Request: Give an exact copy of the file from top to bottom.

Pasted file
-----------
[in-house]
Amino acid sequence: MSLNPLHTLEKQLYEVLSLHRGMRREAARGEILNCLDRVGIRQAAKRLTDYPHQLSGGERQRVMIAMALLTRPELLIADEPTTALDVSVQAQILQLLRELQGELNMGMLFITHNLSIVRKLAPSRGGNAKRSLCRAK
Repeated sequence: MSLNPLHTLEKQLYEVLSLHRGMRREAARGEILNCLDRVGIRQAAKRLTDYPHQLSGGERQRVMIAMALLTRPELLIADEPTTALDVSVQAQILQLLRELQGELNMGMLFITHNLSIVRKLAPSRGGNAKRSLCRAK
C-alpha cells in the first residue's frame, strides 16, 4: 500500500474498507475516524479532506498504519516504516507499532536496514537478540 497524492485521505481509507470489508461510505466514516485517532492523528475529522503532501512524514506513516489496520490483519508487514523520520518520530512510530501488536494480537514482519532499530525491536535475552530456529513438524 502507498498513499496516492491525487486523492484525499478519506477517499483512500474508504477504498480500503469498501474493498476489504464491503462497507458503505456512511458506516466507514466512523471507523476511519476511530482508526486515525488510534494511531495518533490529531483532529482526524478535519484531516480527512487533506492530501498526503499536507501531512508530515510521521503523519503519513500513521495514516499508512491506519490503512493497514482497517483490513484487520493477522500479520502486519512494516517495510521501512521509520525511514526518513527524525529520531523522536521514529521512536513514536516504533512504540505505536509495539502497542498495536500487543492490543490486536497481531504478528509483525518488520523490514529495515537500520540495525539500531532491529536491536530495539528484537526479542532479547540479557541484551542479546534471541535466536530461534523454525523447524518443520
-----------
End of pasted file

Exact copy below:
[in-house]
Amino acid sequence: MSLNPLHTLEKQLYEVLSLHRGMRREAARGEILNCLDRVGIRQAAKRLTDYPHQLSGGERQRVMIAMALLTRPELLIADEPTTALDVSVQAQILQLLRELQGELNMGMLFITHNLSIVRKLAPSRGGNAKRSLCRAK
Repeated sequence: MSLNPLHTLEKQLYEVLSLHRGMRREAARGEILNCLDRVGIRQAAKRLTDYPHQLSGGERQRVMIAMALLTRPELLIADEPTTALDVSVQAQILQLLRELQGELNMGMLFITHNLSIVRKLAPSRGGNAKRSLCRAK
C-alpha cells in the first residue's frame, strides 16, 4: 500500500474498507475516524479532506498504519516504516507499532536496514537478540 497524492485521505481509507470489508461510505466514516485517532492523528475529522503532501512524514506513516489496520490483519508487514523520520518520530512510530501488536494480537514482519532499530525491536535475552530456529513438524 502507498498513499496516492491525487486523492484525499478519506477517499483512500474508504477504498480500503469498501474493498476489504464491503462497507458503505456512511458506516466507514466512523471507523476511519476511530482508526486515525488510534494511531495518533490529531483532529482526524478535519484531516480527512487533506492530501498526503499536507501531512508530515510521521503523519503519513500513521495514516499508512491506519490503512493497514482497517483490513484487520493477522500479520502486519512494516517495510521501512521509520525511514526518513527524525529520531523522536521514529521512536513514536516504533512504540505505536509495539502497542498495536500487543492490543490486536497481531504478528509483525518488520523490514529495515537500520540495525539500531532491529536491536530495539528484537526479542532479547540479557541484551542479546534471541535466536530461534523454525523447524518443520